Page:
No matter where we’re from, we all need three items to survive and thrive. Shelter. Food. Water. Forests and rangelands across the world are the foundation for these key building blocks of life.
Ever since the first forestry course was offered in 1904, our scholarly community has understood the give-and-take that exists between our natural and human spheres. Our groundwork reveals how these extensive lands function and interact with society’s actions.
Our department is building a community of people entrusted with sustaining forests and rangelands amidst the increasing demands of multiple uses for these areas. As stewards of these places, our efforts protect public health, help mitigate natural disasters in the face of climate change and balance resource needs for growing populations. We want to ensure these resources will be available for generations to come.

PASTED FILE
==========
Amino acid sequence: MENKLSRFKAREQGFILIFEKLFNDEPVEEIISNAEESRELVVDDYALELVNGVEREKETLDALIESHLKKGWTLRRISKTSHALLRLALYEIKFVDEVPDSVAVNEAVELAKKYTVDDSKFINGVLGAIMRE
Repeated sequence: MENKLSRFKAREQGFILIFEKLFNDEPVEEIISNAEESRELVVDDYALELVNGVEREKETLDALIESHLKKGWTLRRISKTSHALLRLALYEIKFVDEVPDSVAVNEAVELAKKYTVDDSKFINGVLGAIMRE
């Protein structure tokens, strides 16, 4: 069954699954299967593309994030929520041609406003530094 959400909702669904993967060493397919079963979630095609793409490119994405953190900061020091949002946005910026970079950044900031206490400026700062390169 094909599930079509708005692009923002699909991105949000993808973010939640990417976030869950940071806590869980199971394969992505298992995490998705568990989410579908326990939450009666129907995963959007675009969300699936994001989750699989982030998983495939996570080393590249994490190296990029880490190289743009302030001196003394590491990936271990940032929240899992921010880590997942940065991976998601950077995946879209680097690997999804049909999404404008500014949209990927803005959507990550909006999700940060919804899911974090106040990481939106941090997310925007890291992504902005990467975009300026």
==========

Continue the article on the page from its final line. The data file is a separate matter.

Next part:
To cultivate a community of natural resource stewards.
Economics and Policy
Large areas primarily covered with trees and undergrowth.
Vast, open country with native vegetation that includes grasses, plants and shrubs.
Naturally existing materials or substances such as minerals, forests, water and fertile land that can be used for economic purposes.
Responsible attention to and management of natural resources entrusted to your care.
A Community of Stewards
Giving back more than we take.
A Land Grant University
We believe everyone can participate in our nation’s economic and social progress and we’re doing our part.
We've been there.
Our esteemed faculty and instructors know the vital knowledge, skills and abilities you need as stewards in an ever-changing world.
Shaping what we know.
We embrace our mandate to discover the inner workings of forests and rangelands.
Extension and Outreach
Exchanging insight with other local and international natural resource stewards ensures we grow together.
The heart of it.
We need our natural resources more than ever and we want to ensure everyone can access the ecosystem services they offer.
In this together.
Sustaining the future of forests and rangelands around the world needs the individual and collective efforts of people from all personal and professional backgrounds.